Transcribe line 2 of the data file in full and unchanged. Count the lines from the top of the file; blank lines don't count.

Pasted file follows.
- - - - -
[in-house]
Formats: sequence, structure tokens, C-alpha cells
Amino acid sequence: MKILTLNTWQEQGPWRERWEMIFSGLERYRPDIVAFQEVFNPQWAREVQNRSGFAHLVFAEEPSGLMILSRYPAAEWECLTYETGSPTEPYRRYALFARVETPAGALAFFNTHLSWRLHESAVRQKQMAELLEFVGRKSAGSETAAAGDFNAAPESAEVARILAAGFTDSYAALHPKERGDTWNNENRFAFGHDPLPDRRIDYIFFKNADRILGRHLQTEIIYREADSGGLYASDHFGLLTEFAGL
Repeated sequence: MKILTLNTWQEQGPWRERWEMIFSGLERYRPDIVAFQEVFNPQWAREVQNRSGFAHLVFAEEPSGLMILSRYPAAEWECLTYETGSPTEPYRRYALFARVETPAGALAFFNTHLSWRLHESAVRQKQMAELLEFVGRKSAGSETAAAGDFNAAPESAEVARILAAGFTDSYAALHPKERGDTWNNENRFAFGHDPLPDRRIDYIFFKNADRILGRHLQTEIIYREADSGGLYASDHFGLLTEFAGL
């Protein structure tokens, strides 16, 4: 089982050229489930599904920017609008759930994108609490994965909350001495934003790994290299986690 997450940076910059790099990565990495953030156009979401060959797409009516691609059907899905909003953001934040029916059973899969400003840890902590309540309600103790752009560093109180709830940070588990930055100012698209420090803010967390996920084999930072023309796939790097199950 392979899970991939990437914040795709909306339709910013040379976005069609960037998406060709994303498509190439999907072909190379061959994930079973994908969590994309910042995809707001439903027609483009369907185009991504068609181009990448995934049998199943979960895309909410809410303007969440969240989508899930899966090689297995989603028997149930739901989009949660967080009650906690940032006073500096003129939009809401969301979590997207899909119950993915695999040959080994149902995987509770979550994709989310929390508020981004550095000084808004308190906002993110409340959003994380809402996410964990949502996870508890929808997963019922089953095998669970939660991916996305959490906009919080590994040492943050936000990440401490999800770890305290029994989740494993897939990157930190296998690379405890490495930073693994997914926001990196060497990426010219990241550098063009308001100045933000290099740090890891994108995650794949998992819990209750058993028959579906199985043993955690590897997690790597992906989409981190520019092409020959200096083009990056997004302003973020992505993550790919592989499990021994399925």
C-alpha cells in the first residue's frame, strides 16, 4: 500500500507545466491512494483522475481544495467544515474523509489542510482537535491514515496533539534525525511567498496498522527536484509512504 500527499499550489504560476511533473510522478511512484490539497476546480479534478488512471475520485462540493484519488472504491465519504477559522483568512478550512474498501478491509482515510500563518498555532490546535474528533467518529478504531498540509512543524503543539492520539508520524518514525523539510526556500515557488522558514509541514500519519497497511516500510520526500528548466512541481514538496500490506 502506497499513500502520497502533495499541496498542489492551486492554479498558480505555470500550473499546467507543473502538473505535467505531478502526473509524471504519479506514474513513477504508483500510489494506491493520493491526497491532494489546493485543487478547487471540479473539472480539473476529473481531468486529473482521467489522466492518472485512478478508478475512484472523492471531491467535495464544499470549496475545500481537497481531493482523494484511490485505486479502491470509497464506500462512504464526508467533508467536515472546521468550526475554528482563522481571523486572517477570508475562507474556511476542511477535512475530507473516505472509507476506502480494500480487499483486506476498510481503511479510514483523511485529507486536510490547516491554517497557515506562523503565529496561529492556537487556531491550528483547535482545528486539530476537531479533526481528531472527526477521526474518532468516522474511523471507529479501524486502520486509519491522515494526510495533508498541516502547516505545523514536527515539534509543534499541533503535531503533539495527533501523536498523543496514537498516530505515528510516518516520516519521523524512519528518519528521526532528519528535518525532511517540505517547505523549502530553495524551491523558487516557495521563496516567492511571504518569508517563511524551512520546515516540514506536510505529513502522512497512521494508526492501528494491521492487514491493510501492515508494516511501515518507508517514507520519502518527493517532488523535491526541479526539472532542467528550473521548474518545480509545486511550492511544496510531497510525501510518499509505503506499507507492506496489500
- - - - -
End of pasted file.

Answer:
Formats: sequence, structure tokens, C-alpha cells